After inheriting a slow cooker from a downsizing friend (thanks, Garvey!) I wanted to try a traditional braise, which led me to lamb shanks, which made me think of Irish stew, which is a dish that (out of genetic loyalty) I always want to like more than I actually do. Stew meat has a tendency, in my meager experience anyway, to dry out or go stringy, even while it’s swimming next to the potatoes and carrots. Stew is often a little, well, depressing. (And Lord knows the Irish have had enough of that.)
And let’s address that for a moment. Lousy pub fare (Irish nachos, anyone?) has done much to further the misconception that Irish cooking isn’t a cuisine worthy of attention. Not so. It is honest, hearty, simple food. With 2,000 miles of coastline, the Emerald Isle has some of the world’s most sparkling seafood, and its famously rolling green acres and mild climate nurture both beautiful produce and sustainably farmed livestock. (Irish lamb, in particular, rivals any in the world.) The Irish have been doing farm-to-table, hand-crafted and artisan-baked since those monks transcribed the Book of Kells, and a new generation of chefs are finding innovative ways to interpret Ireland’s traditional foodways. If you don’t believe me, savor a fantastic meal at Dublin’s Chapter One restaurant or thumb through a glossy copy of Colman Andrew’s The Country Cooking of Ireland. This is, not to sound glib about it, a people that nearly starved to death in the 19th century: you think the Irish don’t appreciate a delicious meal?
I patterned this recipe off the stove top stew my mother used to make, and happily the result was lovely. When given a long, low simmer in a slow cooker, the otherwise tough, hardworking lamb shanks melt into something magical: silky, unctuous, with a fall-off-the-bone, meaty tenderness; the carrots, shallots and savory broth echo a familiar Irish stew. Prep the braise in the morning, set the slow-cooker and come home that evening to a feast worthy of Joyce, Yeats, Wilde and Guinness. Sláinte!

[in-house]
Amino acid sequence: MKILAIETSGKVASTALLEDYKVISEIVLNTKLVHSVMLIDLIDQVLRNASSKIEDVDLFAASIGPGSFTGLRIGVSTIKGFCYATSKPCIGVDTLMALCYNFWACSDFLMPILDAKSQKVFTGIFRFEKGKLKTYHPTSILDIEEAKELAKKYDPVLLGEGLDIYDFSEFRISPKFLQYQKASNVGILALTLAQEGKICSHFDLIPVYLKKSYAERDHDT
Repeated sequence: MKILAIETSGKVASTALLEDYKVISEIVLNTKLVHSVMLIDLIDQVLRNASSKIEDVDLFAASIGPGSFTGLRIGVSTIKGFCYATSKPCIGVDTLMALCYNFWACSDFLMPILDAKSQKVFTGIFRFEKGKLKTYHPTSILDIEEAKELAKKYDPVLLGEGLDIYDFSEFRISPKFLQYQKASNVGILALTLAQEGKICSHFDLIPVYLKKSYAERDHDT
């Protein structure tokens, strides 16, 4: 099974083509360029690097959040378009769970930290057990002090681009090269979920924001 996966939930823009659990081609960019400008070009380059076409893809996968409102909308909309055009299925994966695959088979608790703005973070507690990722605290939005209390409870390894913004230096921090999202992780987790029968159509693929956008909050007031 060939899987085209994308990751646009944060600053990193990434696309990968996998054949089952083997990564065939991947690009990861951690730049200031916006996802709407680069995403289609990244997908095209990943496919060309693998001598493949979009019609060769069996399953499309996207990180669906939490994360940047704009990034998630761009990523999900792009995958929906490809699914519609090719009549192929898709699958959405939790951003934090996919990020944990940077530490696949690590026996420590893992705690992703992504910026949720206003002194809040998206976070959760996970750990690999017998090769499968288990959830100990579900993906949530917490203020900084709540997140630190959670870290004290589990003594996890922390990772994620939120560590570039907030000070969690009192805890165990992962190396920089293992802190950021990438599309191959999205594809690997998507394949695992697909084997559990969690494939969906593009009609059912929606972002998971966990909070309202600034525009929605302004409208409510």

- 2 C shallots, sliced (about 4 large)
- 5 garlic cloves, peeled and smashed
- 1 1/2 C carrots, peeled and diced
- 2 Tbsp tomato paste
- 1 Tbsp fresh thyme, minced
- 2 Tbsp vegetable or grapeseed oil
- 4 lb lamb shanks (4-6 total)
- 1 C dry red wine
- 1 qt (32 oz) beef stock
- salt and pepper
- finely chopped parsley for garnish, optional
Add the shallots, garlic, carrots, tomato paste and thyme to a 6.5 to 7-quart capacity slow-cooker. Season with salt and pepper and mix to combine.
Pat the lamb shanks dry and season generously with salt and pepper. Dust with the flour and shake off any excess. Over medium-high heat, warm the oil in a large sauté pan until shimmery-hot. Brown the shanks all over (working in batches in necessary); turn off the heat and add the lamb snugly to the slow-cooker. Pour off the excess fat from the sauté pan and discard. Add the cup of red wine to the still-hot pan to deglaze; use a wooden spoon to scrape up any browned bits. Add the wine and the beef stock to the slow-cooker. Set on low for 10 hours.
When done, use a spoon to skim off any fat floating on the surface; discard. If desired, thicken some of the braising liquid to make a sauce: in a medium saucepan over medium heat, melt 2 Tbsp butter. With a wooden spoon, mix in 3 Tbsp all-purpose flour and cook 2-3 minutes. Add a cup of the braising liquid in a steady stream, stirring or whisking, into the flour mixture. Slowly pour off more of the liquid into the saucepan, and heat to a simmer until it’s reduced and thickened. Taste and adjust the salt to your taste. (Return to the slow cooker to keep warm, if needed.) Serve the lamb shanks with the sauce, veggies, and lots of ground pepper over garlicky mashed potatoes, colcannon, or champ.
Note: depending on your slow-cooker, one hour on high should equal 2-2.5 hours on low. If you don’t have a slow-cooker, you can make this recipe in a heavy dutch oven: start on the stove (brown the veg mixture after browning the meat and pouring off most of the fat) and braise, covered, in the oven for about three hours at 325 degrees, keeping the liquid at a gentle simmer.